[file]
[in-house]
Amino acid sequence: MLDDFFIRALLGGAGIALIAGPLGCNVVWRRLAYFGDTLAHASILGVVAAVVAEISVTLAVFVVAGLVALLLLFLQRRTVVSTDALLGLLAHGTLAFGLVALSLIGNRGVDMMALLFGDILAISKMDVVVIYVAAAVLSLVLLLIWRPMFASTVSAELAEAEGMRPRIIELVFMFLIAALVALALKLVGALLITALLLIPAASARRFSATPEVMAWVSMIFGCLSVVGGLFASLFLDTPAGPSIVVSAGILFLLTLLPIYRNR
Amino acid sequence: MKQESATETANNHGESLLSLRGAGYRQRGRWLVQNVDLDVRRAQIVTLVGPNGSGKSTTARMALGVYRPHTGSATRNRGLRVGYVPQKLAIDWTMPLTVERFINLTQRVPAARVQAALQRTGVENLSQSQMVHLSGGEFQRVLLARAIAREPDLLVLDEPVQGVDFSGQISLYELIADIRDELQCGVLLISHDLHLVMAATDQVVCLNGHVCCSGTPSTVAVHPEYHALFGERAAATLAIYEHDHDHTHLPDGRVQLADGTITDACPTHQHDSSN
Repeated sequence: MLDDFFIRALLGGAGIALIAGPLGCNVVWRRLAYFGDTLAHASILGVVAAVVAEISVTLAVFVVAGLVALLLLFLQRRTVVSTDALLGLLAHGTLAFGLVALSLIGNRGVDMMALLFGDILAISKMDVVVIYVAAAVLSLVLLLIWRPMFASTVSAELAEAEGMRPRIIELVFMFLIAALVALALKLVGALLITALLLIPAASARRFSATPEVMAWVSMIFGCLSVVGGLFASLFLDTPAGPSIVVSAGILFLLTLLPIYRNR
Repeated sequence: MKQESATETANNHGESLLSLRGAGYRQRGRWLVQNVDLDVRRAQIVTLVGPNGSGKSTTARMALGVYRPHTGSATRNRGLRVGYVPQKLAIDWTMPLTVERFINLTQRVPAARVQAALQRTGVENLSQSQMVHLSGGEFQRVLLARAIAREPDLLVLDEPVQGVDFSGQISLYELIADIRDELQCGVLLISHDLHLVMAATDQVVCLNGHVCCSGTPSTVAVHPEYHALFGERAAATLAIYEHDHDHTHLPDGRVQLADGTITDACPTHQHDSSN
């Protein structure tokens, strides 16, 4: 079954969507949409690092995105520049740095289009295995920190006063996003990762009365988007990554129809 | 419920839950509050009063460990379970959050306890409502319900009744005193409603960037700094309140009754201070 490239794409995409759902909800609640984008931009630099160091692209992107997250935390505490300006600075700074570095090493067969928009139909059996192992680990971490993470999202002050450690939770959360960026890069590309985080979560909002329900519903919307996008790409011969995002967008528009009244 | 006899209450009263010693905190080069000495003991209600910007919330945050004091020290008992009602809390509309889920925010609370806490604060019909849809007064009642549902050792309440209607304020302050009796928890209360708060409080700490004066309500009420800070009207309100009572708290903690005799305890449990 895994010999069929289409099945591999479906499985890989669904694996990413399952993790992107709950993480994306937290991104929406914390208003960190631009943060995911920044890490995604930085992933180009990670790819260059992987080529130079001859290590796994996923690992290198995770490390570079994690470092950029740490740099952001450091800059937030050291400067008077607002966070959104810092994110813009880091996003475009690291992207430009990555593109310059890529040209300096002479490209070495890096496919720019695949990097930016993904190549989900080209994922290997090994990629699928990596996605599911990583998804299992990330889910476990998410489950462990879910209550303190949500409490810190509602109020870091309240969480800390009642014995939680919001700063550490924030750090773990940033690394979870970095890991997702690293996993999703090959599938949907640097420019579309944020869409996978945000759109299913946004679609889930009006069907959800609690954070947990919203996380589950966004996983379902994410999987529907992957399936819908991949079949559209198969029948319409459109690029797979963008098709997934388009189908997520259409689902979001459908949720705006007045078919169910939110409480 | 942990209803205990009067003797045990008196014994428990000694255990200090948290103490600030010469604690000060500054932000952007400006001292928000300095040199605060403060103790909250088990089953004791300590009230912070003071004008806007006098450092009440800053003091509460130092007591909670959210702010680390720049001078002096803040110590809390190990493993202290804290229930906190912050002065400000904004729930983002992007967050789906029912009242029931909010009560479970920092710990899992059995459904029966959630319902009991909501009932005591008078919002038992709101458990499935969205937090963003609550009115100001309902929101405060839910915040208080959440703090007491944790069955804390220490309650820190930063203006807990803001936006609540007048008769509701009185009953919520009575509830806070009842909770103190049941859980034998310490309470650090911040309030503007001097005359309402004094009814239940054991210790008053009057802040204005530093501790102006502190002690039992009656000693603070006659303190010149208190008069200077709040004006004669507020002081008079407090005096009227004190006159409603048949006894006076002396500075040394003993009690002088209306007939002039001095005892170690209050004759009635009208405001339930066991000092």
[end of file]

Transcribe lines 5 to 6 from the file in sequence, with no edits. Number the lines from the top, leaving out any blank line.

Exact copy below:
Repeated sequence: MKQESATETANNHGESLLSLRGAGYRQRGRWLVQNVDLDVRRAQIVTLVGPNGSGKSTTARMALGVYRPHTGSATRNRGLRVGYVPQKLAIDWTMPLTVERFINLTQRVPAARVQAALQRTGVENLSQSQMVHLSGGEFQRVLLARAIAREPDLLVLDEPVQGVDFSGQISLYELIADIRDELQCGVLLISHDLHLVMAATDQVVCLNGHVCCSGTPSTVAVHPEYHALFGERAAATLAIYEHDHDHTHLPDGRVQLADGTITDACPTHQHDSSN
């Protein structure tokens, strides 16, 4: 079954969507949409690092995105520049740095289009295995920190006063996003990762009365988007990554129809 | 419920839950509050009063460990379970959050306890409502319900009744005193409603960037700094309140009754201070 490239794409995409759902909800609640984008931009630099160091692209992107997250935390505490300006600075700074570095090493067969928009139909059996192992680990971490993470999202002050450690939770959360960026890069590309985080979560909002329900519903919307996008790409011969995002967008528009009244 | 006899209450009263010693905190080069000495003991209600910007919330945050004091020290008992009602809390509309889920925010609370806490604060019909849809007064009642549902050792309440209607304020302050009796928890209360708060409080700490004066309500009420800070009207309100009572708290903690005799305890449990 895994010999069929289409099945591999479906499985890989669904694996990413399952993790992107709950993480994306937290991104929406914390208003960190631009943060995911920044890490995604930085992933180009990670790819260059992987080529130079001859290590796994996923690992290198995770490390570079994690470092950029740490740099952001450091800059937030050291400067008077607002966070959104810092994110813009880091996003475009690291992207430009990555593109310059890529040209300096002479490209070495890096496919720019695949990097930016993904190549989900080209994922290997090994990629699928990596996605599911990583998804299992990330889910476990998410489950462990879910209550303190949500409490810190509602109020870091309240969480800390009642014995939680919001700063550490924030750090773990940033690394979870970095890991997702690293996993999703090959599938949907640097420019579309944020869409996978945000759109299913946004679609889930009006069907959800609690954070947990919203996380589950966004996983379902994410999987529907992957399936819908991949079949559209198969029948319409459109690029797979963008098709997934388009189908997520259409689902979001459908949720705006007045078919169910939110409480 | 942990209803205990009067003797045990008196014994428990000694255990200090948290103490600030010469604690000060500054932000952007400006001292928000300095040199605060403060103790909250088990089953004791300590009230912070003071004008806007006098450092009440800053003091509460130092007591909670959210702010680390720049001078002096803040110590809390190990493993202290804290229930906190912050002065400000904004729930983002992007967050789906029912009242029931909010009560479970920092710990899992059995459904029966959630319902009991909501009932005591008078919002038992709101458990499935969205937090963003609550009115100001309902929101405060839910915040208080959440703090007491944790069955804390220490309650820190930063203006807990803001936006609540007048008769509701009185009953919520009575509830806070009842909770103190049941859980034998310490309470650090911040309030503007001097005359309402004094009814239940054991210790008053009057802040204005530093501790102006502190002690039992009656000693603070006659303190010149208190008069200077709040004006004669507020002081008079407090005096009227004190006159409603048949006894006076002396500075040394003993009690002088209306007939002039001095005892170690209050004759009635009208405001339930066991000092």